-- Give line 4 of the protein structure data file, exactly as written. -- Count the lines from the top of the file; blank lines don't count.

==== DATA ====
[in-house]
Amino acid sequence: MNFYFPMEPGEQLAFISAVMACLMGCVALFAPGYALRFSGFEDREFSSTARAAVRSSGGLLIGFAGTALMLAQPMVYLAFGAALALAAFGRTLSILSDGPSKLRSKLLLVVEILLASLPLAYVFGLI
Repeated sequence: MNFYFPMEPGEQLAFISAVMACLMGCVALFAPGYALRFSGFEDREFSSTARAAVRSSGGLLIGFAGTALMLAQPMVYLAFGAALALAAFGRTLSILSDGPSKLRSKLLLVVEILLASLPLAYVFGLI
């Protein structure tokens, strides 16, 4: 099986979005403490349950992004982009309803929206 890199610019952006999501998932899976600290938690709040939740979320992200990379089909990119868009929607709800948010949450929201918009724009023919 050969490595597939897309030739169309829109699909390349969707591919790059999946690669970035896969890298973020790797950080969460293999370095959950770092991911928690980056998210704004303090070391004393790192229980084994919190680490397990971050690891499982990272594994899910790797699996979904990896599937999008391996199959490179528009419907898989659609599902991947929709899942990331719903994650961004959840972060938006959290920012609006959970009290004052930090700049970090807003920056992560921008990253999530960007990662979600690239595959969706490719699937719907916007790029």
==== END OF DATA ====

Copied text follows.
């Protein structure tokens, strides 16, 4: 099986979005403490349950992004982009309803929206 890199610019952006999501998932899976600290938690709040939740979320992200990379089909990119868009929607709800948010949450929201918009724009023919 050969490595597939897309030739169309829109699909390349969707591919790059999946690669970035896969890298973020790797950080969460293999370095959950770092991911928690980056998210704004303090070391004393790192229980084994919190680490397990971050690891499982990272594994899910790797699996979904990896599937999008391996199959490179528009419907898989659609599902991947929709899942990331719903994650961004959840972060938006959290920012609006959970009290004052930090700049970090807003920056992560921008990253999530960007990662979600690239595959969706490719699937719907916007790029």